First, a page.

PNC Arena – Carolina Hurricanes
Rock You Like a Hurricane
The Carolina Hurricanes began playing at PNC Arena when the building opened in 1999. Prior to that, the Hurricanes played at the Greensboro Coliseum during their first two years in North Carolina.
The facility has gone by three names since it opened: the Entertainment and Sports Arena, the RBC Center, and now the PNC Arena.
The arena is located in West Raleigh and sits next door to Carter-Finley Stadium, home of the NC State football team. PNC Arena boasts 18,680 red seats for hockey, and is also the home of the NC State basketball team. Even though the venue is approaching 20 years old, it is still a modern arena for NHL hockey.
Food & Beverage 4
PNC Arena offers a wide selection of food and beverage choices, even though the prices are a bit high. However, there is no shortage of concession choices as you make your way through the concourses.
The permanent stands offer your generic stadium food: hamburgers, hot dogs, pizza, nachos, pretzels, popcorn, and peanuts. Bottled Pepsi products are sold at these stands, as well as Aquafina bottled water, coffee, hot chocolate, and Gatorade. Also, throughout the arena, you can find Cinnabon cinnamon buns and various ice cream choices.
Alcoholic beverages are offered in two sizes: $7.50 for a small and $11 for a large.
If you are a fan of BBQ, your best bet is to check out one of the several North Carolina BBQ stands scattered throughout the arena. These stands offer two favorites of mine: a BBQ sandwich ($11) and BBQ nachos ($10). Pair these with a sweet tea or a Cheerwine, and you are in business.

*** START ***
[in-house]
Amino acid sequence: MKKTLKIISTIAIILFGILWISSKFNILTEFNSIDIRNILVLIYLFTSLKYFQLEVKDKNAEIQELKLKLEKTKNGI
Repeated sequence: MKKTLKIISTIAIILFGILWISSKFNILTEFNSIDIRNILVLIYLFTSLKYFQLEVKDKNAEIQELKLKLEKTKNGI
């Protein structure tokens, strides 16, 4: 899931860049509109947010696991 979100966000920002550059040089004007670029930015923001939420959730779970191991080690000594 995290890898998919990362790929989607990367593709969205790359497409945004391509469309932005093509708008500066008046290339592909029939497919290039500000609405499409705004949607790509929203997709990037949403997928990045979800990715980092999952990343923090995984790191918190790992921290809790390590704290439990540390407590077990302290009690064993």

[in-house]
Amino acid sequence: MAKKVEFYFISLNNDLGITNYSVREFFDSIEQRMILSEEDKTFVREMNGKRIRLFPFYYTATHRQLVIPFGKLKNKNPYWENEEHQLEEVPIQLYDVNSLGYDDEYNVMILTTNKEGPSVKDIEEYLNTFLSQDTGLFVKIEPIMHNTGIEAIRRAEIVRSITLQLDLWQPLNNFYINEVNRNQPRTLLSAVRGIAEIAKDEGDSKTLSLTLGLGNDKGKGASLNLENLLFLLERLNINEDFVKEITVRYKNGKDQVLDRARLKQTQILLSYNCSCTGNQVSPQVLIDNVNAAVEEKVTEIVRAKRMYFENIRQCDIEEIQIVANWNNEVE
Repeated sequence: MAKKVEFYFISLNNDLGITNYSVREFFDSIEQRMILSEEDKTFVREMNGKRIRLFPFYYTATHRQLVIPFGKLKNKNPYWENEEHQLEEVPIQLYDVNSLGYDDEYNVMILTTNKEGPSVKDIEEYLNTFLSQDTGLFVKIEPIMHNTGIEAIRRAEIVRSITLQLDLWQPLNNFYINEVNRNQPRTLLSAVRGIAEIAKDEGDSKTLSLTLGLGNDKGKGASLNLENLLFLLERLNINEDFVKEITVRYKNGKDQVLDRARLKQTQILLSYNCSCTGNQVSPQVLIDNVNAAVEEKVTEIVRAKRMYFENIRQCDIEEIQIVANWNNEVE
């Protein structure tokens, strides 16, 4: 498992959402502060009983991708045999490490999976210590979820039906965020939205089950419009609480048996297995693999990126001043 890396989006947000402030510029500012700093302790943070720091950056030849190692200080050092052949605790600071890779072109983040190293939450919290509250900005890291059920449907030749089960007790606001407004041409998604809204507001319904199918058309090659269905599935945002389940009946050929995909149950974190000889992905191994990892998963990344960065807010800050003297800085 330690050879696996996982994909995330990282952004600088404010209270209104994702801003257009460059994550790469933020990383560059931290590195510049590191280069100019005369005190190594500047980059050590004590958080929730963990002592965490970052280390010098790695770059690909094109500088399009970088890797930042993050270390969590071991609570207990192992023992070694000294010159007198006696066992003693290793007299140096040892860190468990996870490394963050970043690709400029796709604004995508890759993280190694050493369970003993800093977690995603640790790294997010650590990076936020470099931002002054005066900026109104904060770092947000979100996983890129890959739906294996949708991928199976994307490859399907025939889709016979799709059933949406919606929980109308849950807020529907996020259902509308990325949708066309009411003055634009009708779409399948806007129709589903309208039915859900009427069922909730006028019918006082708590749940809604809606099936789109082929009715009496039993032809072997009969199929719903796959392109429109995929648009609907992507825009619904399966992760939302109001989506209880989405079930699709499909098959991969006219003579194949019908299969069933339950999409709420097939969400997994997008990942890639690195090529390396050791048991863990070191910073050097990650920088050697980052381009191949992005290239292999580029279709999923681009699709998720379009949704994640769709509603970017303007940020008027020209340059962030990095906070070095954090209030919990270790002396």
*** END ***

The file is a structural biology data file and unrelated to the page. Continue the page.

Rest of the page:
PNC Arena is your standard three level arena with a lower level, a middle club level and an upper level. All seats are cushioned and have cup holders. Suites are located at the top of the lower and club levels. There is a four sided center hung video board above center ice. It is small compared to many of the newer video boards, but rumor has it that the new Hurricanes owner wants to install a new video board next season (2019-2020) that runs from blue line to blue line.
The Hurricanes have an engaging mascot – Stormy, that is a pig. This is in reference to the great North Carolina Bar B Que culture. The Canes also have their own dance team – the Storm Squad, which engage the crowd and help get them pumped up for games. There are hurricane warning flags and graphics all throughout the arena. Before each game, a local celebrity (such as an area college coach) will crank the hurricane siren to get fans pumped up. At various times throughout the game, “Rock You Like a Hurricane” by the Scorpions will crank up. The management does a great job of incorporating hurricane and storm related graphics and activities into the game day experience.